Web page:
10 Jan How to Use Pricing and Value to Sustain Business
Many business owners think that lowering prices is the best way to maintain a competitive advantage. Unfortunately, this is an all too common misconception that can hurt a business more than help it.
Lowering prices may generate new sales for a while, but this strategy certainly isn’t something that’s sustainable if you want to have a profitable business that’ll go the distance.
Let’s take a look at why getting into a pricing war could ultimately lead to disaster, and how adding value to your goods and services is the BEST way to ensure long term business success.
The Problem With Lowering Prices
Lowering the prices of your products may generate more sales in the short-term, since let’s be realistic here, people ALWAYS like getting “a good deal.”
But what happens when your competitors decide to lower their prices too?
You, in turn, have to lower your prices again, which may trigger a price war that will cut into your profits. And let’s not forget that when you do this, your customers may start to think your products are cheap instead of conveniently affordable.
Another problem with lowering prices? When you finally reach a point when you have to increase your prices (and you will), do you think your customers will want to pay more – after months or even years – of a substantially discounted product or service?
Focus On Value Instead of Lower Prices
Instead of lowering your prices to gain a competitive advantage, you should focus on offering more value for your products. What does that mean?
When one of your customers says, “Your services don’t provide enough value for your price,” the most natural response is probably to lower your prices. But here’s the thing you’re missing.
What your customer is actually saying is, “I wish you would offer me more value for the price that I’m paying, or I won’t pay for your products anymore.”
So How Do You Increase Value
The key is to always focus on your customers, and there’s five ways to do that:
- Adding Features – You know what customers hate? Products that don’t offer the features they want. How do you stop that from happening? Easy. Ask your customers what features they would like to see added to your products. And then make sure those features are easy to use.
But don’t stop there. Make sure you also find out what features your customers are not using and get rid of them or find ways to make them useful for your consumers.
- Provide Outstanding Customer Support – Another way that you can boost value? Make sure your customer support reps speak in clear language that is easy to understand. Software language can get complicated, but using simple vocabulary can eliminate misunderstandings. Another way to provide outstanding customer support is to ensure that someone is always available to answer customer questions, and that includes any Live Chat options you may offer. Customers don’t like waiting, and when they abandon a customer service call, that doesn’t reflect well on your company.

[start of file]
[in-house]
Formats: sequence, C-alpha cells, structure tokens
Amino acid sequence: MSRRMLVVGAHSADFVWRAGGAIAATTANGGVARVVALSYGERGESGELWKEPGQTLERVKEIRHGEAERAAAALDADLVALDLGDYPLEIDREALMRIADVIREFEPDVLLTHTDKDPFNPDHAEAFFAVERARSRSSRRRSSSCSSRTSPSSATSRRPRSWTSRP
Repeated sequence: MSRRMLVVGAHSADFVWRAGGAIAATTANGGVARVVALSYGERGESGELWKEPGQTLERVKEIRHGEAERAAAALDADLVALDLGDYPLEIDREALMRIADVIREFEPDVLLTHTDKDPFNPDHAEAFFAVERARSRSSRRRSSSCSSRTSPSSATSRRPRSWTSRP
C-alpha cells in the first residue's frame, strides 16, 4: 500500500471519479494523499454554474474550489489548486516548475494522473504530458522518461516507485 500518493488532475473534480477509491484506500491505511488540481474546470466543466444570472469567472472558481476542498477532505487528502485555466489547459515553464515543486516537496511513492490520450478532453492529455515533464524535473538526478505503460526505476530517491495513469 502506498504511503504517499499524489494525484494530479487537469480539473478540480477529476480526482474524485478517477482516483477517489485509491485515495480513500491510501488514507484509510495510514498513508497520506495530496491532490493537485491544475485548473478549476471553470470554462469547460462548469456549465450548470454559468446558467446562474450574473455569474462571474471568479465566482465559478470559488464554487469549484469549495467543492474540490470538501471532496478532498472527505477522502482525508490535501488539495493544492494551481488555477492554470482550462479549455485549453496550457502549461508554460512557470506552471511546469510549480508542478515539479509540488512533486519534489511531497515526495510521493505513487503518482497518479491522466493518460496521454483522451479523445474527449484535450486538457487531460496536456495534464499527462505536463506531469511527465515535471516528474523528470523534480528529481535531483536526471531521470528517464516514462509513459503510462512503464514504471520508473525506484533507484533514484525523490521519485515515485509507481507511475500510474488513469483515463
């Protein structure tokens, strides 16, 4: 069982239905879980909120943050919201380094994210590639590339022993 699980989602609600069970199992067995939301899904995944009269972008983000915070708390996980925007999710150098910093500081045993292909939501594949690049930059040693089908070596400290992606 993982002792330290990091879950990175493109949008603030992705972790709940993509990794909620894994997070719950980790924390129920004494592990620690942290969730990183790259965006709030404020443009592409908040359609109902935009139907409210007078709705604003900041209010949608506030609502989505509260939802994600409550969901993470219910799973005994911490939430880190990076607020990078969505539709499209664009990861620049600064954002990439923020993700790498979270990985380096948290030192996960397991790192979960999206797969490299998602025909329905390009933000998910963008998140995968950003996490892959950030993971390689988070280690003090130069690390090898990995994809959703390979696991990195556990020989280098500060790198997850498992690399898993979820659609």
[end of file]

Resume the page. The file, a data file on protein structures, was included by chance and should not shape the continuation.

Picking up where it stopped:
- Provide Useful Information To Enhance Customer Success – You know that big subscriber list you have? You can use it to send emails and notifications that provide tips and suggestions on how to better utilize your products. You can also subtly provide information about upgrades to existing services that consumers may not be aware of.
By staying in touch with your customers, you establish a personal connection and help them feel more engaged with your products.
- Solicit Customer Feedback – We touched on this before, but it bears repeating here. You have to be in touch with your customers to get their feedback. They aren’t just people you sell products to, they are your best sounding board about what works and what doesn’t, and how you can continue meeting their needs. You can get feedback through surveys or by having your support team contact your customers. And make sure you offer some type of incentive or a ‘freebie’ to any customer willing to provide feedback.
- Analyze Customer Usage – Do you know which products sell the best? Do you know which features you offer are the most used? The least used? Although customer feedback can help you determine some of this information, it can’t take the place of usage analysis that provide you with solid numbers and trends that can help your product development team improve the services you offer.
Value Is An Ongoing Discipline
When you increase the value of your products, you don’t have to lower prices to gain a competitive advantage, because your customers will be willing to pay a higher price for everything they are receiving. But the one thing to remember is that you must continue offering value and adjusting your services to justify your prices, or you’ll end up with dissatisfied customers. Keep the focus on the value of your products and the price will take care of itself.